The Legacy of the Moral Tale

The Legacy of the Moral Tale: Children’s Literature and the English Novel, 1744-1859 (University of Tennessee Press) Buy on Amazon.

Reviewed in The Victorian WebNineteenth-Century LiteratureStudies in the Novel, and Modern Philology.

When Amelia Sedley, in William Makepeace Thackeray’s Vanity Fair, wanted to purchase a treat for her son Georgy, she “ran on amazed and flurried with her riches to Darton’s shop in St. Paul’s Churchyard, and there purchased the ‘Parents’ Assistant’ [sic], and the ‘Sandford and Merton’ Georgy longed for.” Thackeray is writing in 1847 but thinking back to the period of the Napoleonic Wars (and his own childhood). When he considers what a boy of that period might “long for,” he comes up with Maria Edgeworth’s The Parent’s Assistant (1796) and Thomas Day’s Sandford and Merton (1783-9). Both were popular during the period Thackeray writes about and remained so throughout the Victorian period: Charles Dickens remembers reading Sandford and Merton as a child, and Queen Victoria was reading Edgeworth’s tales just three months before her coronation; Elizabeth Gaskell alludes to The Parent’s Assistant in several of her novels, and near the end of the century Bram Stoker could still expect readers to recognize Tommy Merton and Harry Sandford in Harry Merford and Tommy Santon, the protagonists of his satirical short story, “The Dualitists” (1886).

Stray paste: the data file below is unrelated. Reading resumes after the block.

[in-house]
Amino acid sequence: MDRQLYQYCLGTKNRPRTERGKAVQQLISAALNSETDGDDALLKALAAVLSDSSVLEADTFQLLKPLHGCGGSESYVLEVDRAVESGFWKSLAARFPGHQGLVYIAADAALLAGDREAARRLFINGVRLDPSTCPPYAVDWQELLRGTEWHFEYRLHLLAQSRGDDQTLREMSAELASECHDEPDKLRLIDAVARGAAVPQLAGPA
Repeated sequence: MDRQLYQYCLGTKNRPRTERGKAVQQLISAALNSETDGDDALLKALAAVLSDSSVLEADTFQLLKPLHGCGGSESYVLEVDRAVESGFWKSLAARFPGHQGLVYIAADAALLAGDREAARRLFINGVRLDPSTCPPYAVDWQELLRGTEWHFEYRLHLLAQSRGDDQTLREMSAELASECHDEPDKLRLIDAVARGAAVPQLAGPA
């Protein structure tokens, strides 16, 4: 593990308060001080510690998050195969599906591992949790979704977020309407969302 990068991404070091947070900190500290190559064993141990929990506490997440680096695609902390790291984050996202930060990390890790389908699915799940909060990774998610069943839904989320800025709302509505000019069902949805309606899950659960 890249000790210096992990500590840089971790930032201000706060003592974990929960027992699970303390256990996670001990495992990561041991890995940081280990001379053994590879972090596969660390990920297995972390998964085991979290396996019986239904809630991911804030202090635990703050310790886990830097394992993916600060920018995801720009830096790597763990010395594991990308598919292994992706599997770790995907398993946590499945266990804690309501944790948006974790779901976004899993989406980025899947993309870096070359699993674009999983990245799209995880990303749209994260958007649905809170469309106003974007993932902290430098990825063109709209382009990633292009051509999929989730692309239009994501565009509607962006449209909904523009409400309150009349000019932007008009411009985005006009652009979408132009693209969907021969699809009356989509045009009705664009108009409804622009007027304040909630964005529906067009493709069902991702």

What were these books, so well-known to the Victorians but unlikely to be found on children’s bookshelves today? The Parent’s Assistant and Sandford and Merton belong to the genre of the moral tale, which was foremost among the new genres of literature for children that emerged during the late eighteenth century. The moral tale has mostly been neglected by literary critics. Scholars interested in Victorians’ childhood reading focus on fairy tales and eighteenth-century novels, rather than texts written expressly for children, while children’s literature scholars emphasize works published during and after the “Golden Age,” which began about 1860 and saw the publication of children’s classics like Alice’s Adventures in Wonderland (1865) and Treasure Island (1883).

The Legacy of the Moral Tale brings the moral tale into focus by considering the genre’s nineteenth-century readers. These books were published during the Romantic period, but as William St Clair notes, the Victorian period “is when we should expect the effects on mentalities of romantic-period reading to be most visible.” Scholarship that follows St Clair in focusing on what was read during a period, rather than only on what was written, has coincided with a recent departure from the transgressive criticism that prevailed in the last decades of the twentieth century. Ideologically-inflected criticism brought the moral tale into critical discourse, as scholars like Mitzi Myers, Beverly Lyon Clark, and Andrew O’Malley proclaimed the genre’s historical significance by emphasizing the ways in which these tales reveal, sustain, or disrupt the gender and class ideologies of their authors, readers, and publishers. But moral tales are significant aesthetically as well as ideologically. I demonstrate this aesthetic significance by examining both the narrative conventions of moral tales themselves and the ways in which these conventions were adopted by Victorian novelists who had read and internalized these tales as children.